Ala "Sesame Street," One of these things is not like the others, one of these things just doesn't belong…
We showed early to a predawn/prearranged rendezvous point. Having spent the night in Gunnison to save on lodging, and not remembering how long it takes to get to Crested Butte from there, we set the alarm a little before 5 AM (yawn) in order to meet Suzanne by 6:30.
It was as black as a moonless midnight. Pavement glistened wet in under Sue Bee's headlights and the scent of rain sweetened the air. Clouds of fog hung motionless over valley creeks and ponds as we rolled into a town fast asleep. An erie glow of town lights illuminated the bottoms of low slung clouds, clouds that disobeyed Weather Guessers and their best computer models. Sue Bee's "Outside Temp" said, "36 degrees."
Better early than late, we had 20 minutes to ponder the weather and mud and second guess whether or not a trek to Aspen was advisable. No one likes to do a long hike in rain, much less a blizzard. Suzanne finally rolled up in her Geo Tracker, surprisingly right on time. We hugged greetings in chilled, damp air… conversation floating away in visible puffs of steam. Bobbie transferred her brand new Walmart hiking poles and a 40 pound pack from Sue Bee to Tracker. Tracker. Lord, after just one ride, I christened it a literal sarcophagus-on-wheels. Crash Tests scores that muster a "buyer beware" asterisk next to a One Star Rating are off limits to all Bleeders (are you listening Jim?) Off they went, though, "Damn the torpedoes and the weather." 14 mud-puddled miles later, on the Marble side of sky-scraping Schofield Pass, Bobbie and Suzanne set boots to mud on West Maroon Trail. It's a long and hard way to get to the glitz, glamor, celebrity, and filthy richness of Aspen, Colorado. If there's a "dress code," we're all in trouble at the "gate."
Being woefully past "deadline" on a Plaindealer column, grizzly-like growls emanating from the vicinity of my "spare tire," I needed a quiet nook in which to write… a place with gooey treats, high speed internet, and endless cups of mind expanding coffee. Such are the tools necessary to knock out a riveting 800 word essay in under an hour: Caffeine, Sugar, and Lard. Suzanne had mentioned Three Chicks Bakery a couple blocks up. It looked closed but the door wasn't locked so I went in and opted for a bacon and egg panini. I asked a cute twenty-something gal where the other "Two Chicks" were. She didn't respond. When will I learn that Geezer Men are invisible?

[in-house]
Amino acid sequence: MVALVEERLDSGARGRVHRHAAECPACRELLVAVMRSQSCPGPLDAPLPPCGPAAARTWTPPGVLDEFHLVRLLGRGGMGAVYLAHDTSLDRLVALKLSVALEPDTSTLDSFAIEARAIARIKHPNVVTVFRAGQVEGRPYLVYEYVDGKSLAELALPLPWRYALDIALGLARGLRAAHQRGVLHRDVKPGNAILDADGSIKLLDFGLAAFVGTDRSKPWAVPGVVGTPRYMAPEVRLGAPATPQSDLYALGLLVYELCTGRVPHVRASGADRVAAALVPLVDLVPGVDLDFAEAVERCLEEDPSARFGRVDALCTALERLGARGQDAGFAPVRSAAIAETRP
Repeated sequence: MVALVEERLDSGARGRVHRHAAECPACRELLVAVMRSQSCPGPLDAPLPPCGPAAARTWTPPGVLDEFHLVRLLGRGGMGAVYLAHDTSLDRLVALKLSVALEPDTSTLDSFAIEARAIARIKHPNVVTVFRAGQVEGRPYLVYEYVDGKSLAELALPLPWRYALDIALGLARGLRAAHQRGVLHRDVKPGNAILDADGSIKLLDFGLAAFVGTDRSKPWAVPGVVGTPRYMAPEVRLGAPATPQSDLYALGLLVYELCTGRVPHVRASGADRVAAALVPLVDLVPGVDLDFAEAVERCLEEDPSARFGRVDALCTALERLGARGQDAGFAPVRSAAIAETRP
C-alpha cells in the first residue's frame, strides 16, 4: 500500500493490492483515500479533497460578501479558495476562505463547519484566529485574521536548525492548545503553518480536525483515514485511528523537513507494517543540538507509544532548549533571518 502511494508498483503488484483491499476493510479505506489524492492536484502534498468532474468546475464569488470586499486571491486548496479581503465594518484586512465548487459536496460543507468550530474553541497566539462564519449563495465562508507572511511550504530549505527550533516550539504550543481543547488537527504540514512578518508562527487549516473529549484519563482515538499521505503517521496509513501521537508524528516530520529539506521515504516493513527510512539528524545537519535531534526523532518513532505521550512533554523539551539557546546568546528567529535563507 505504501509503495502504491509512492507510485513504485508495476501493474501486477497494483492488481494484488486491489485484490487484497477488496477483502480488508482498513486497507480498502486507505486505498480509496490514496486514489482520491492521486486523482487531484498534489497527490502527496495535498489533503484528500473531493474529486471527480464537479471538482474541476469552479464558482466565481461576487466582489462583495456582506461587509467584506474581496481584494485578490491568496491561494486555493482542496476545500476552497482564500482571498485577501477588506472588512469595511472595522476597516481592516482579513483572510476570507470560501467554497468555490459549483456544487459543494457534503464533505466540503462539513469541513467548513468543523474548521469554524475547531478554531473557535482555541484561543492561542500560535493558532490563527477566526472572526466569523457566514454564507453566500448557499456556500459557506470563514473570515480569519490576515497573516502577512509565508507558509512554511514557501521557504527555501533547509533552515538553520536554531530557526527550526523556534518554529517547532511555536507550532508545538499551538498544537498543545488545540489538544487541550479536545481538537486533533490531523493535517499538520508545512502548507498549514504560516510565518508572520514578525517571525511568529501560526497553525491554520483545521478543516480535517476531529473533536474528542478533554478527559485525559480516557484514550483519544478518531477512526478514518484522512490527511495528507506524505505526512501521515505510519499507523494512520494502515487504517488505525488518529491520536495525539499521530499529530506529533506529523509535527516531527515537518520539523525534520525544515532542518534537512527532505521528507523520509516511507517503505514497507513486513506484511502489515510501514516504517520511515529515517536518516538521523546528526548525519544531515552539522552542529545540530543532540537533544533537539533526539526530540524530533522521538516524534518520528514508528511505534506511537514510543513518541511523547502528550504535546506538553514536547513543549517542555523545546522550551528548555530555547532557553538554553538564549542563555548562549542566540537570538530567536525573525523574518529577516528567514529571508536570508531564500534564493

To add drama to deadline, I was also the luggage chauffeur. My well-planned shortcut route to Aspen involved driving around, through, and over several mountain ranges, with a few hills, dales, and Yonders thrown in for good measure. I was instructed to pick up the hiker gals…"Somewhere near Maroon Lake, north of Aspen." Having rained for the past several days in a row, my unpaved County Road over Kebler Pass could be impassibly muddy. Then the infamous McClure Pass, which I have yet to conquer without being delayed or turned around by rockfall or road damage caused by rockfall. I knocked out my column, thanked the blind "Chick," and walked out under a glorious clear sky.
The road over Kebler Pass winds through an expansive mono-forest of old growth aspen. Here's something unusual and cool about aspen trees that you may not know, Per Wiki: All of the aspens typically grow in large clonal colonies, derived from a single seedling, and spread by means of root suckers; new stems in the colony may appear at up to 30–40 m (98–131 ft) from the parent tree. Each individual tree can live for 40–150 years above ground, but the root system of the colony is long-lived. In some cases, this is for thousands of years, sending up new trunks as the older trunks die off above ground. For this reason, it is considered to be an indicator of ancient woodlands. One such colony in Utah, given the nickname of "Pando", is estimated to be 80,000 years old, making it possibly the oldest living colony of aspens.